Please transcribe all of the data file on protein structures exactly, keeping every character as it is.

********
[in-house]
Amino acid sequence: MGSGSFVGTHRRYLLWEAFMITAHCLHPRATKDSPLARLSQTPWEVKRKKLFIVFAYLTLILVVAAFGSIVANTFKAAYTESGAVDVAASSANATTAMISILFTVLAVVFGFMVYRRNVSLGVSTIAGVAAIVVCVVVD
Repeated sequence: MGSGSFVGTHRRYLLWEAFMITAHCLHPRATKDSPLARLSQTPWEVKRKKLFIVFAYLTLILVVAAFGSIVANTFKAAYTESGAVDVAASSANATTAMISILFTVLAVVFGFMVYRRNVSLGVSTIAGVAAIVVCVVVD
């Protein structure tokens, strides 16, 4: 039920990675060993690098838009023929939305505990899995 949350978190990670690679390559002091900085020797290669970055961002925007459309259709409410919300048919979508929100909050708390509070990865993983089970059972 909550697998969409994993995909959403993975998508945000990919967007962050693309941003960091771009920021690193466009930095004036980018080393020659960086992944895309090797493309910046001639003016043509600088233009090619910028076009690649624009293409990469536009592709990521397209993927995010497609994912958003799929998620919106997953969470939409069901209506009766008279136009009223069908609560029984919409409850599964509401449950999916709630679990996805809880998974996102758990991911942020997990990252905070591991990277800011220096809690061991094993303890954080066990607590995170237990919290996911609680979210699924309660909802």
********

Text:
[in-house]
Amino acid sequence: MGSGSFVGTHRRYLLWEAFMITAHCLHPRATKDSPLARLSQTPWEVKRKKLFIVFAYLTLILVVAAFGSIVANTFKAAYTESGAVDVAASSANATTAMISILFTVLAVVFGFMVYRRNVSLGVSTIAGVAAIVVCVVVD
Repeated sequence: MGSGSFVGTHRRYLLWEAFMITAHCLHPRATKDSPLARLSQTPWEVKRKKLFIVFAYLTLILVVAAFGSIVANTFKAAYTESGAVDVAASSANATTAMISILFTVLAVVFGFMVYRRNVSLGVSTIAGVAAIVVCVVVD
């Protein structure tokens, strides 16, 4: 039920990675060993690098838009023929939305505990899995 949350978190990670690679390559002091900085020797290669970055961002925007459309259709409410919300048919979508929100909050708390509070990865993983089970059972 909550697998969409994993995909959403993975998508945000990919967007962050693309941003960091771009920021690193466009930095004036980018080393020659960086992944895309090797493309910046001639003016043509600088233009090619910028076009690649624009293409990469536009592709990521397209993927995010497609994912958003799929998620919106997953969470939409069901209506009766008279136009009223069908609560029984919409409850599964509401449950999916709630679990996805809880998974996102758990991911942020997990990252905070591991990277800011220096809690061991094993303890954080066990607590995170237990919290996911609680979210699924309660909802």